Race day:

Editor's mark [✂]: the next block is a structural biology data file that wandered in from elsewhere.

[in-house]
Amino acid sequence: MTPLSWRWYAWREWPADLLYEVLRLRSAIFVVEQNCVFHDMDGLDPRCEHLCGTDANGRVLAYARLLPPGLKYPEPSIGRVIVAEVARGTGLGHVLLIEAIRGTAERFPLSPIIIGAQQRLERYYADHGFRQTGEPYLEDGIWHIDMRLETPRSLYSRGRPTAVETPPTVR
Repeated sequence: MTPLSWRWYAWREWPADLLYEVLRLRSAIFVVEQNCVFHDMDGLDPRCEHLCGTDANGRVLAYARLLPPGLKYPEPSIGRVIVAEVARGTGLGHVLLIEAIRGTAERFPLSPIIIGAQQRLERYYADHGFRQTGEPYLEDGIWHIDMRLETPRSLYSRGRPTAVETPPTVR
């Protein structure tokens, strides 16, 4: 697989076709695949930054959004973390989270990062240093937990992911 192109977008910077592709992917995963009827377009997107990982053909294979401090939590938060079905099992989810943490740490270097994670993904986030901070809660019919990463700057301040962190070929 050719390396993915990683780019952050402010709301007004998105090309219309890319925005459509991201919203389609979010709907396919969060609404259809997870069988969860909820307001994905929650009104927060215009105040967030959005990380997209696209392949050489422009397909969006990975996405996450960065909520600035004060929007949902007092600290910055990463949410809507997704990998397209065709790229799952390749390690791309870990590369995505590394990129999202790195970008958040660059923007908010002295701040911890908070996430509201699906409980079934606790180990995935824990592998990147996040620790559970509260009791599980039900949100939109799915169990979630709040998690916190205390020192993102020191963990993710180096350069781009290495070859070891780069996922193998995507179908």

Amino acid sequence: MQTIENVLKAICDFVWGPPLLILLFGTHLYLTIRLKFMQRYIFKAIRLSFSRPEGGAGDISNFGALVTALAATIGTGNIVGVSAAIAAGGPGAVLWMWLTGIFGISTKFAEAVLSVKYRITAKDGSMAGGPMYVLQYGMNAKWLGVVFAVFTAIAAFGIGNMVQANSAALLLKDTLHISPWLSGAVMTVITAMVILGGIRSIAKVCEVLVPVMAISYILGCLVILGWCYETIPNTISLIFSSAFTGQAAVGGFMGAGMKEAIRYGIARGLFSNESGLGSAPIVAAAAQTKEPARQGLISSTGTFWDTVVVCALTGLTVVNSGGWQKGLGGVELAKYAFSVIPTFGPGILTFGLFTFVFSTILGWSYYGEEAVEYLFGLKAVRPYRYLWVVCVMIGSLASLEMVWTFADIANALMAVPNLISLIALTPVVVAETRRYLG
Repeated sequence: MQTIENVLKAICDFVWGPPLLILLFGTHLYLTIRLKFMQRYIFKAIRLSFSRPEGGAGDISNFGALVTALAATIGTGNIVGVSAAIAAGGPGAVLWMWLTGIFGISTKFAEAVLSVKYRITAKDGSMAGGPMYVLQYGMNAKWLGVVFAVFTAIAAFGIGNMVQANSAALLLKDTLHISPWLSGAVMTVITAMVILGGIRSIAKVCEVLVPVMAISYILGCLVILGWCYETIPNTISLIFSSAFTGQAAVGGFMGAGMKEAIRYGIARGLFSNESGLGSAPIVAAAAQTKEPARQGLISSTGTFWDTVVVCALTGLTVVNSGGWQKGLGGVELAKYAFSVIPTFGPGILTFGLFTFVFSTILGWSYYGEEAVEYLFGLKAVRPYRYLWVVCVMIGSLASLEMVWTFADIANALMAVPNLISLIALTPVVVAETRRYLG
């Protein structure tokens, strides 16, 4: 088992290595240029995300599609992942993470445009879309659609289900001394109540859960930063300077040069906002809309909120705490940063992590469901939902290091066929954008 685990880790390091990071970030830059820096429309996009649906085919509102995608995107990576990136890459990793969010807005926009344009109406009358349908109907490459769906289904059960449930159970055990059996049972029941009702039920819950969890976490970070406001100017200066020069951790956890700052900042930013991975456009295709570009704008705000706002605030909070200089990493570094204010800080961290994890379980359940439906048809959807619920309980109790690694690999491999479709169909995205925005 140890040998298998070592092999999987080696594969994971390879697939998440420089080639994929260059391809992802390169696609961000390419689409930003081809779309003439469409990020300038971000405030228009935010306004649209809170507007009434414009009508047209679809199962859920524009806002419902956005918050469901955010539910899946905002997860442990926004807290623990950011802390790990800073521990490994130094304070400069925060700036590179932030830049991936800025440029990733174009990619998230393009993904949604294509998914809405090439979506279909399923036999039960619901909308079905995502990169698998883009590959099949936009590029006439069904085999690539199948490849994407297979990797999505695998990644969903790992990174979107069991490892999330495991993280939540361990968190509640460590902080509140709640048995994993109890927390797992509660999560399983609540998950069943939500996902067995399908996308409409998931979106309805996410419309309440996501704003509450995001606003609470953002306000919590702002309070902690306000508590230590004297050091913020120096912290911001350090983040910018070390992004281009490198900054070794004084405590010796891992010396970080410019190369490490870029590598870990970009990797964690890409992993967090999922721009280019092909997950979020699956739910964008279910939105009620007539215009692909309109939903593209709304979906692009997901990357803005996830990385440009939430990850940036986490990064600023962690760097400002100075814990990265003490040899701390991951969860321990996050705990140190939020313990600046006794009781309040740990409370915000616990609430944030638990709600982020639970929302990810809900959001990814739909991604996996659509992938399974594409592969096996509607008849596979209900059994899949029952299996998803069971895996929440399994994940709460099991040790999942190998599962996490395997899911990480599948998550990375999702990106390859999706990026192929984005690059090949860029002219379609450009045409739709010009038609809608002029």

I woke up at around 4 AM, and tried to get back to sleep but couldn’t, so ended up having my pre-race breakfast and coffee, chit-chatted with friends and family online and got ready for the race. My hotel was about one mile away from the start area, so I opted to walk and soak in the atmosphere. It was already drizzling by that time, and wet conditions were forecasted for the race, but it was not as humid as the day before. Unfortunately for me and for many people assigned to the corral I was in, the gate we were assigned to enter the start area was basically a narrow footbridge that was quite congested, which meant that there was a very long queue for runners till we reached the security check area. Unfortunately, this meant that I was forced to miss the corral/wave I was originally assigned to despite running to drop my bag, answering nature’s call and going to the start area. The time I was aiming for was to finish in sub-3:20 hours. and the corral I had to start with was for runners expecting to finish in around 3:45 hours. As I started the race with a corral that was aiming to finish at a slower time than my target time, I spent most of the first half of the race overtaking other runners (only to be overtaken by most of them after I started limping in the last 12k). On a normal race day, the overtaking might have cost me a few minutes, however, as the hip injury made an unwelcome re-appearance from the 30km mark onwards, starting with the slower corral and the energy exerted by overtaking runners did not make much of a difference. The conditions were wet, cold and rainy, as forecasted, but the Chicagoians were out in big numbers and the support was immense, despite the pouring rain. The race was very, very well organized, and it was well-marshaled (no people with questionable mental abilities trying to cross the road with their bicycles and strollers ala. Paris), and the medal was funky and special. The race is definitely worthy of its title as one of the World Majors. There were mixed results among my friends who traveled to run the race, but a couple of them performed well and got great times and PBs. Onwards and upwards!